Pre-Operative Bariatric Surgery Screening

Published: Monday, May 11, 2009

Multi-disciplinary Team Approach

Attempting to maximize patients’ chances of having a successful surgical outcome starts with education and knowledge. Although much is gained through personal research, studies show that the pre-operative education and evaluations from a multi-disciplinary team approach of professionals working with the same goal lead to a higher likelihood of successful surgical outcomes.

This team consists of more than the just the surgeon who performs the operation. It includes the many dedicated consultants who evaluate to ensure a safe surgery. Also involved are a team of nurses who routinely take care of bariatric patients post-operatively. Bariatric coordinators of the office and of the hospital who act as immediate contact people for support and questions.

The entire philosophy and mutual goal of the multi-disciplinary team is to carefully screen all patients before the surgery to identify any potential problems and correct as appropriate to ensure safety and success during and after the operation.

Pre-operative Screening Starts with Thorough Exam

Initial evaluation starts with a full history and physical examination by your surgeon. During this time, extensive questions are asked about not only active medical problems, previous surgeries, active medications, and allergies, but a fair number of questions will be directed to factors that are obesity related. Number of years trying conservative therapy for weight loss is noted. Any previous organized weight loss programs or supervised programs by professionals that have been involved in the past are accounted for. Thorough diet history, eating habits, and eating tendencies are documented. Previous use of diet medications are asked. Even the level of routine exercise or ability for physical activity will be compiled in the work up.

Required Consultants

After the initial evaluation by your surgeon, all potential patients will meet with a registered dietitian. Emphasis on the post-operative bariatric diet is of the utmost importance – not only in what you eat, but also how to eat, when to eat, and why not to eat certain things. Education on the stages of the bariatric diet is also reviewed. Timing for certain stages of the diet with particular procedures are also explained. (Also see later chapters in the manual for further information on bariatric diet.)

Another necessary consult involves a psychological evaluation by a trained, licensed professional. During this consultation, a unique history is obtained to ensure that potential patients have the capacity to understand fully the magnitude of commitment that bariatric surgery requires for good outcomes. This process involves identifying major untreated psychiatric disorders, dangerous eating disorders, and poor coping skills in some patients that may hinder their success post-operatively. Major depression and other psychological burdens are commonly seen in obese people. Failure to identify these people may lead to difficulty with behavioral modifications and compliance necessary for safety after the surgery.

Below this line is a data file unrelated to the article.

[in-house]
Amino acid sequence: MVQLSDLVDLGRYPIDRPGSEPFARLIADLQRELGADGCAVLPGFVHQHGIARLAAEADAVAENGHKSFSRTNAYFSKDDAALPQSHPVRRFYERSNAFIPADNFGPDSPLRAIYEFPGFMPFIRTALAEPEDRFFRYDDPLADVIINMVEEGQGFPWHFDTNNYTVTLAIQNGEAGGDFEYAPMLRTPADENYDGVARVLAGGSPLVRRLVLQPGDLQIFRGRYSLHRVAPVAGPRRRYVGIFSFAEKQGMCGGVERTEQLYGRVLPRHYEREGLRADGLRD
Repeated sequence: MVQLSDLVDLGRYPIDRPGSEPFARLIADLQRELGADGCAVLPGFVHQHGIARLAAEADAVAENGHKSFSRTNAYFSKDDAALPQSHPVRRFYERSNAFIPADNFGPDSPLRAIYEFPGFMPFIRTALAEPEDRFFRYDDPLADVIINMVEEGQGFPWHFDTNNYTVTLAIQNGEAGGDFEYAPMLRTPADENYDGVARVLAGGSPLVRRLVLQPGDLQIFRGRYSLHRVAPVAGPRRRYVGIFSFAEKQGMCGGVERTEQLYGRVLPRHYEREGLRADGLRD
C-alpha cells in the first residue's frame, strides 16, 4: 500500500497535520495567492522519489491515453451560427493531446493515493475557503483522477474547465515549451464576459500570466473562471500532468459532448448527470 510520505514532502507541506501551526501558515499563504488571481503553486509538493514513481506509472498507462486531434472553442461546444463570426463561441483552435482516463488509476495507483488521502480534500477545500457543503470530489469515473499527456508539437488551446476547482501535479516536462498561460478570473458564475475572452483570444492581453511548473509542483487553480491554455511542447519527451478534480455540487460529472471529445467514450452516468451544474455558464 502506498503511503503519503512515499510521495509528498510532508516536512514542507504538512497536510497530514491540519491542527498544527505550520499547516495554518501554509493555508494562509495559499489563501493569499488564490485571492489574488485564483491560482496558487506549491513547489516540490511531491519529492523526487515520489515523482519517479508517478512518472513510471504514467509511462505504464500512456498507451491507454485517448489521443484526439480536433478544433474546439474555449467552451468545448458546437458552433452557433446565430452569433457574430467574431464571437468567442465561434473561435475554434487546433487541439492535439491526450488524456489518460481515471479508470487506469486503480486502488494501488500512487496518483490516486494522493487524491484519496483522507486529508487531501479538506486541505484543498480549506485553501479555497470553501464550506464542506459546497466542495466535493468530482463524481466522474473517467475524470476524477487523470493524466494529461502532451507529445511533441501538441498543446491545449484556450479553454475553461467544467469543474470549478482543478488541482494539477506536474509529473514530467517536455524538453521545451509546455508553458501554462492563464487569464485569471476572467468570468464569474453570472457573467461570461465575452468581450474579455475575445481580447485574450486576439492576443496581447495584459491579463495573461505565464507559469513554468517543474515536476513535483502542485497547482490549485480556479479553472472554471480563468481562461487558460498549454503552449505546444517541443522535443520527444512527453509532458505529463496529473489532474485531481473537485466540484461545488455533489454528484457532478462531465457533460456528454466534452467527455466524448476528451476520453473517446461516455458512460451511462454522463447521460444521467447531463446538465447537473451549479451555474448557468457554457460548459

Potential Other Consultants

In addition, depending on active medical issues and current health related complaints, other consultants will help in evaluating patients. Any persons with previous heart condition or history of prior diet medications will be seen by a cardiologist. Anyone who has asthma, obstructive sleep apnea, or reactive airway disease will be seen by a pulmonologist. Also seen by the pulmonologist will be anyone with undiagnosed sleep apnea, and whose sleeping score may suggest this medical problem. Endocrinology consult as well as exercise physiologist when deemed appropriate.

Potential Pre-operative Procedures

In the work-up for bariatric surgery, all patients with symptoms of reflux will undergo upper endoscopy to evaluate the small bowel, stomach, and esophagus from the inside. All patients who will be undergoing a gastric bypass will also have an upper endoscopy to insure that no ulcerations, masses, or polyps are located in the future remnant stomach that will basically be unaccessible after the surgery

Generally, colonoscopies are not routinely performed, but are done if necessary from a general surgical standpoint.

Education on Bariatrics

Throughout the pre-operative course, knowledge is the key to a successful outcome in bariatric surgery. One of the first educational sessions include the "Weight-Loss Surgery" Seminar directed to potential patients. This education continues as further available organized lectures are provided by the bariatric coordinator. In addition to this manual which will serve the majority of the basis of your education, other commercial media and reading material is also available upon request at your surgeon’s office.

All potential patients’ knowledge of bariatric surgery will be demonstrated by a pre-operative knowledge based exam. In order to assure that patients fully understand all the details of the surgery, risks, benefits, post-operative diet and behavioral modifications, they must have a passing score on this exam in order to proceed with any surgery.